Dear New Baby,
This is your first monthly letter of what will hopefully be thousands. Because I intend to live to be 99 years old just so I get the pleasure of whining about how no one will charge the batteries of my Rascall Scooter for me and now I've been stuck in the casino for four days with no change of Depends.
I've decided to start writing these letters to you now, because they say that you're never as good with the second baby. That with the first one, you take thousands of pictures, which is very true for your big brother. The first weeks for his life, there were weeks where I had to create multiple Snapfish albums, because I had taken hundreds of pictures of him and none of them were considered bad by my sleep-deprived hormonal brain, so that family (luckily I was never psycho enough to send these albums to friends and acquaintances) were forced to go through 300 digital pictures of a newborn. All of which looked identical, except for the slight differentiations in levels of spit up on the onesie he was wearing.
I think we have relatives who still haven't been heard from 2.5 years later, because their computers are still on strike from the sheer volume of pictures of the blob with a comb over that he was at the time.
So I write this newsletter to you before you're even born (hell, per Babycenter, you still have a tail, which I hope you're really, really working on getting rid of, because tail removal? It ain't cheap if you're not of the dog family), because I didn't do so for your brother and that way, when you whine to me about having to wear your brother's hand-me-downs again or playing with toys that were broken from him hauling them from the loft area to the tile in the entry way, I can say "yeah, but he doesn't have letters from me saying all the embarrassing things you've put my body through."
See? You've won already! Also? I'm already earmarking extra therapy money to make up for these extra seven newsletters. I'm a good mom like that.
It might seem strange to write about someone I've never met. Although, I've already decided that you? You're going to be my trouble maker. I know it in every cell of my body.
Your brother is for the most part laid back. He was a fairly easy baby, except for that non-sleeping thing, which at the time made him seem like the devil reincarnate to me, but I can look back objectively now and see that really, he was a pretty great baby and that he's a pretty damn easy toddler, as his time in time alone is proportionately as small as the time I've spent wishing I was drunk in order to make it through the toddler years.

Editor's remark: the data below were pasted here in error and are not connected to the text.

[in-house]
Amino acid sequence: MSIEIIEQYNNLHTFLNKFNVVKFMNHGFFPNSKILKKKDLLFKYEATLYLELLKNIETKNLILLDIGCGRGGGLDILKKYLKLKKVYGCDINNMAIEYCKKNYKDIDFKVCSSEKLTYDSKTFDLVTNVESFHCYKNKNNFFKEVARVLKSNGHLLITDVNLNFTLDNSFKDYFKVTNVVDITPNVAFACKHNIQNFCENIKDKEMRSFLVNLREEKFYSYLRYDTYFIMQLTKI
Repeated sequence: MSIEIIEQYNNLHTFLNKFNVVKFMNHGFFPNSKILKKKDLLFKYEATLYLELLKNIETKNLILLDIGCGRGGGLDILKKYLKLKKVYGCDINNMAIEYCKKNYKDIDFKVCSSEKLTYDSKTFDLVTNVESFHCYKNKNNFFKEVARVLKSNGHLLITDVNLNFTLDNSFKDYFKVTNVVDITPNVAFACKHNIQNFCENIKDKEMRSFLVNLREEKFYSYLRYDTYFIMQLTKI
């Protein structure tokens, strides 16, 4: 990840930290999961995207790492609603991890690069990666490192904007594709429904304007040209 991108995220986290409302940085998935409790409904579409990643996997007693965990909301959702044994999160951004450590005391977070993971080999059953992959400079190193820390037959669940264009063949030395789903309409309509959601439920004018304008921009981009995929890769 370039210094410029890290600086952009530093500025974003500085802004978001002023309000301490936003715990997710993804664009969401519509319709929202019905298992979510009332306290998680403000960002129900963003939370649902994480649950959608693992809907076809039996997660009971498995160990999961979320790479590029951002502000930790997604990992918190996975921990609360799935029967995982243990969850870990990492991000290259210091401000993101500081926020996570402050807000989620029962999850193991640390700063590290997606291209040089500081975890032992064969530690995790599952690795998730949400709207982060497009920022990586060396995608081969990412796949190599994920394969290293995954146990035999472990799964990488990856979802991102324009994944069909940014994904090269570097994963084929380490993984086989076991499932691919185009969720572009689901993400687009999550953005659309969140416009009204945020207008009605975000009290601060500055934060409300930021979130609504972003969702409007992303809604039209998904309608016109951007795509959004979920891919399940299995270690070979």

But you? I have this nagging feeling that you're not going to be so easy.
I thought you would be, until this week.
My pregnancy with your brother was the easiest thing ever. Sure, I was tired those first few months, and your father can show you the scars where I savagely attacked him that one time he got between me and a container of sour cream, but other than that, I was just my normal happy healthy self. No morning sickness, no issues whatsoever, life was grand and I swore that if I could, I'd spend the rest of my life pregnant.
The first couple of weeks with you were the same way.
And then this week, I had to pick up your brother from school early. I figured I'd do some work from home, but by the time I made it home, I was so nauseous and exhausted that I crawled into my bed with him and threw the remote and a bunch of candy at him and told him to entertain himself.
I came to an hour later and had to run to the bathroom to hurl every item of food I'd eaten for the past three years.
All this time, as I'm struggling to breathe in between waves of vomit, your brother is yelling at me from the bed "Mama, are you going potty?"
I tell you that you're going to be trouble, because you made me throw up the most glorious lunch of my favorite 10-dollar hamburger, from the custom burger joint. My burger, designed by me has goat cheese spread on it, avocado, black bean and corn salsa, fried onion strings and tomatoes on it, with garlic aioli sauce. What is not to love, you half-inch long ingrate?
Since I can't put you in time alone yet, I'm totally taking that 10 bucks out of your allowance.
Don't tell your dad, but I've already got your name picked out. I used to think you were a boy, when you were first behaving like your brother. Now? I'm thinking you're a girl, the kind of girl who won't take any shit and will beat up her big brother just because he looked at her funny.
The kind of girl that I've always wanted to be and sometimes pretend I am.
In the end, it doesn't matter to me what you are or what your quirks are, as long as you learn to appreciate the art that is my favorite 10-dollar burger.
And that you are healthy, of course.
I have yearned for you for what seems like a long time. I never imagined that there would be a three-year gap between you and your brother.
Maybe I'd taken things for granted and this is the universe's way to remind me that I can't always get my way. Either way, I'm humbled that you've decided to come into my life.
When I lay on my death bed (at 99), one of my favorite memories ever will be the day I found out I was pregnant with you. It was the kind of moment that shakes you to your core and makes you believe in fate and in something bigger than you are.
In some ways, I guess that's what every parent wants for their child: to be bigger than them are and to make an impact on this sometimes tough world.
Welcome to our life, kid. I can't promise you perfection. But I can promise you that you will be loved as much as your brother and cheered on as much as he is and I will fill as many memory cards with your face as you let me.
Thank you for choosing me to be your Maman.
Thursday, March 20, 2008
Dear New Baby,